People v. Hardin, (Colo.App. No. 99CA2405, Dec. 21,
2000) (not published pursuant to C.A.R. 35(f)).
8 After the remand, the postconviction court appointed
another attorney to represent Hardin in April 2001. Over the
next four years, and after the postconviction court allowed
several extensions of time to supplement Hardin's pro se
Crim. P. 35(c) motion, Hardin's appointed counsel failed
to file any supplement. Meanwhile, Hardin made numerous pro
se filings expressing his frustration with his attorney's
inaction and his desire to obtain adequate counsel. In
response to the inactivity in these proceedings, the
postconviction court appointed Hardin's current attorney
in February 2005.
9 Almost eight years later, in December 2012 - about
twenty-four years after trial and about twelve years after
Hardin filed his original Crim. P. 35(c) motion - the third
and final trial judge to preside over this case since the
2000 remand issued an order mandating that Hardin's
postconviction proceedings "get
moving."Thereafter, Hardin's attorney filed two
supplemental briefs in support of his motion for
postconviction relief. The postconviction court held an
evidentiary hearing over three days on the matter. After the
hearing, the postconviction court denied Hardin's motion.
In denying the motion, the postconviction court stated that
the twelve-year delay in the postconviction proceedings
"did not amount to a remedial due process violation . .
. and, perhaps most importantly, did not legally prejudice
10 Hardin now appeals.
11 Hardin argues that the postconviction court erred in
concluding that the proper remedy for the twelve-year delay
in resolving his postconviction claims, which violated his
right to due process, was to finally address his Crim. P.
35(c) motion, rather than grant him a new trial. In support
of this position, Hardin asserts that the delay impaired his
ability to present his claims for postconviction relief, as
shown by the witnesses' faded memories and the
unavailability of certain records. Hardin further argues that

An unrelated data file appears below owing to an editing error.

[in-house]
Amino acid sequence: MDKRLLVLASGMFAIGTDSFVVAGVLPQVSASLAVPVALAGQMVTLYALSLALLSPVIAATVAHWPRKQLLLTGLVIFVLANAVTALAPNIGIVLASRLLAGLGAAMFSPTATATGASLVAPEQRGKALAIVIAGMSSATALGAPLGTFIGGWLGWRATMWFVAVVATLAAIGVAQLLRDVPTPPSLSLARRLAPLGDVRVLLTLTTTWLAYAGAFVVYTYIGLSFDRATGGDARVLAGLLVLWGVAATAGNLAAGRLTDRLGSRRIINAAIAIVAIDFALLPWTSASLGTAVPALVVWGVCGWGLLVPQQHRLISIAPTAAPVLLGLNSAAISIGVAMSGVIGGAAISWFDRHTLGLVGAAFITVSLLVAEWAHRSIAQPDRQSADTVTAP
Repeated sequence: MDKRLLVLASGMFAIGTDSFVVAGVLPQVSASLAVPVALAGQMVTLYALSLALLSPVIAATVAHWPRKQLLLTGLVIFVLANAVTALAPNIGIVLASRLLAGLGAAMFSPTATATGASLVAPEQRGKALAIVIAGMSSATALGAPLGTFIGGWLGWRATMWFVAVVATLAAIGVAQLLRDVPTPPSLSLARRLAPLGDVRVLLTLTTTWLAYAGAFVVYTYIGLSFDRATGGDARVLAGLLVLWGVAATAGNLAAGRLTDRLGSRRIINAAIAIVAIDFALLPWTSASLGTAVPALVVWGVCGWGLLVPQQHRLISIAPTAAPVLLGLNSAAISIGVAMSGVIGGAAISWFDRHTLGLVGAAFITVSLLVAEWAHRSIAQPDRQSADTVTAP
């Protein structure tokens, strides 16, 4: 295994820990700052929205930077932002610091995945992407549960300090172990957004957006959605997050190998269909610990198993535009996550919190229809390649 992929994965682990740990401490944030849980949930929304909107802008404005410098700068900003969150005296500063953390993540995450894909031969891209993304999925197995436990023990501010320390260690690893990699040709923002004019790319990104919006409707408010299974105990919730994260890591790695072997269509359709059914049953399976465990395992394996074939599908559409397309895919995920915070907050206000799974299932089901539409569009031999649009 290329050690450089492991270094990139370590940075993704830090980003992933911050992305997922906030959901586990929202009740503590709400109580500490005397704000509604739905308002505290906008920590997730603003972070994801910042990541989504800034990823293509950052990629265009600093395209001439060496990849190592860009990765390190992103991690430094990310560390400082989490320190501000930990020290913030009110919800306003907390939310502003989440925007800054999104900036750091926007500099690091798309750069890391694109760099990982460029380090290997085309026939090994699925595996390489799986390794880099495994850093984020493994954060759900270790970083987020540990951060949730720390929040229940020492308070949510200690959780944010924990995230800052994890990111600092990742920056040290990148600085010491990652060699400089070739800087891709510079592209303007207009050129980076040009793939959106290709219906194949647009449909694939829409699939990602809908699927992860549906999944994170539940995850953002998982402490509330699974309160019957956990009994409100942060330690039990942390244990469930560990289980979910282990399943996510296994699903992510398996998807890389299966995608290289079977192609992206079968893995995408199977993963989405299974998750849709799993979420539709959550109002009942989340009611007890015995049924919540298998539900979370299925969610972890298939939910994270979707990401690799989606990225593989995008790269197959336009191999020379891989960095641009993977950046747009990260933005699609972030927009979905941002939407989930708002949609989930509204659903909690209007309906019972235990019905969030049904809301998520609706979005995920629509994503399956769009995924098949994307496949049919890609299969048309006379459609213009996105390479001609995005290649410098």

we should analyze his due process claim concerning the
twelve-year delay in his postconviction proceedings in the
same manner as appellate delays - that is, under the Colorado
Supreme Court's iteration of the factors set forth in
Barker v. Wingo, 407 U.S. 514 (1972). See Hoang
v. People, 2014 CO 27, ¶¶ 48-54. We conclude
that the postconviction court properly declined to grant
Hardin a new trial on this issue, but we respectfully
disagree with the postconviction court's legal analysis.
Preservation, Standard of Review, and Applicable Law
12 The parties agree that this issue has been properly
13 This issue presents a mixed question of fact and law.
See People v. Glaser, 250 P.3d 632, 636 (Colo.App.
2010). We defer to a postconviction court's findings of
fact if they are supported by evidence in the record, and we
review its conclusions of law de novo. See Dunlap v.
People, 173 P.3d 1054, 1063 (Colo. 2007).
14 As a matter of first impression, we determine that due
process claims arising from delays in resolving motions for
postconviction relief should be analyzed under the balancing
test set forth in Barker, 407 U.S. at 530. Although this test
was originally applied to issues concerning a defendant's
Sixth Amendment right to a speedy trial, courts have employed
it in the context of due process claims arising from delays
in various legal proceedings. See, e.g., People v. Smith, 183
P.3d 726, 730 (Colo.App. 2008) (delay regarding a probation
revocation hearing); People v. Rios, 43 P.3d 726, 732
(Colo.App. 2001) (delay in appellate proceedings);
Commonwealth v. Burkett, 5 A.3d 1260, 1276 (Pa. Super. Ct.